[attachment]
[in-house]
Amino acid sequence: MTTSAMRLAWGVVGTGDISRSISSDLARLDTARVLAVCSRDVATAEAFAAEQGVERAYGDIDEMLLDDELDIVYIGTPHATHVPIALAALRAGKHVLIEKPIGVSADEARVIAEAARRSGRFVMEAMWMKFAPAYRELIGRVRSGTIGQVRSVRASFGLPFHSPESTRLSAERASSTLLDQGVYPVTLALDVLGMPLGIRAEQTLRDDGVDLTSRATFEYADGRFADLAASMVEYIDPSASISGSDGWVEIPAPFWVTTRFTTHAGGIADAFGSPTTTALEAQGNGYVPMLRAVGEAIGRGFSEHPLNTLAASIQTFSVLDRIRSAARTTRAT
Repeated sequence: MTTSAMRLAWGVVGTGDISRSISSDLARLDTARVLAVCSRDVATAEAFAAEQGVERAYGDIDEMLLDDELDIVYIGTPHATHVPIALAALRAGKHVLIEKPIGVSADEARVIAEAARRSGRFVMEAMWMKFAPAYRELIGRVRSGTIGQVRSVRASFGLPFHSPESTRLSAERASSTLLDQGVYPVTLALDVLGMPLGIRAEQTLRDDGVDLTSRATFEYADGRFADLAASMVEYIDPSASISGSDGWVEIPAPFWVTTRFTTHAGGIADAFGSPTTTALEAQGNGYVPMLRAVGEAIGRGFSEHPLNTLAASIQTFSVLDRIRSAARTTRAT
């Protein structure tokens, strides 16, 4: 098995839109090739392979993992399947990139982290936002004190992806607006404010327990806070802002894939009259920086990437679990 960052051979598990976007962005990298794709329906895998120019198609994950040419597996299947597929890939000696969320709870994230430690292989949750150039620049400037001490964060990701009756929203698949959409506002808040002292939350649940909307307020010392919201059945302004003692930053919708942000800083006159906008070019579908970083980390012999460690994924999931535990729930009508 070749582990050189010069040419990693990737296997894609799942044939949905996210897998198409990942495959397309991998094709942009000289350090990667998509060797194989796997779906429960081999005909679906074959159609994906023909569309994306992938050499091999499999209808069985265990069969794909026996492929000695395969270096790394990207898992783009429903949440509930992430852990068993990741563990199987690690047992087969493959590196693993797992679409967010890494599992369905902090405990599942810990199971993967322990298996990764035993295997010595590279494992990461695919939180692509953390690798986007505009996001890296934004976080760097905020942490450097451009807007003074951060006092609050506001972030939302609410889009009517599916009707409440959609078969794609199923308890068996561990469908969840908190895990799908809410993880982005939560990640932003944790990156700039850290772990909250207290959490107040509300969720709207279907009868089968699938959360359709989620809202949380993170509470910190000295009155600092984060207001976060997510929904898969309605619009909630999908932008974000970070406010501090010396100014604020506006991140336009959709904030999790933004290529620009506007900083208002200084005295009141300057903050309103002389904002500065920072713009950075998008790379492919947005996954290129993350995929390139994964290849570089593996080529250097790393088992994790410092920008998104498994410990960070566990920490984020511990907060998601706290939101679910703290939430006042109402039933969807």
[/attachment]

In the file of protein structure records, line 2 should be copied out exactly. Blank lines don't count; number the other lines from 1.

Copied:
Amino acid sequence: MTTSAMRLAWGVVGTGDISRSISSDLARLDTARVLAVCSRDVATAEAFAAEQGVERAYGDIDEMLLDDELDIVYIGTPHATHVPIALAALRAGKHVLIEKPIGVSADEARVIAEAARRSGRFVMEAMWMKFAPAYRELIGRVRSGTIGQVRSVRASFGLPFHSPESTRLSAERASSTLLDQGVYPVTLALDVLGMPLGIRAEQTLRDDGVDLTSRATFEYADGRFADLAASMVEYIDPSASISGSDGWVEIPAPFWVTTRFTTHAGGIADAFGSPTTTALEAQGNGYVPMLRAVGEAIGRGFSEHPLNTLAASIQTFSVLDRIRSAARTTRAT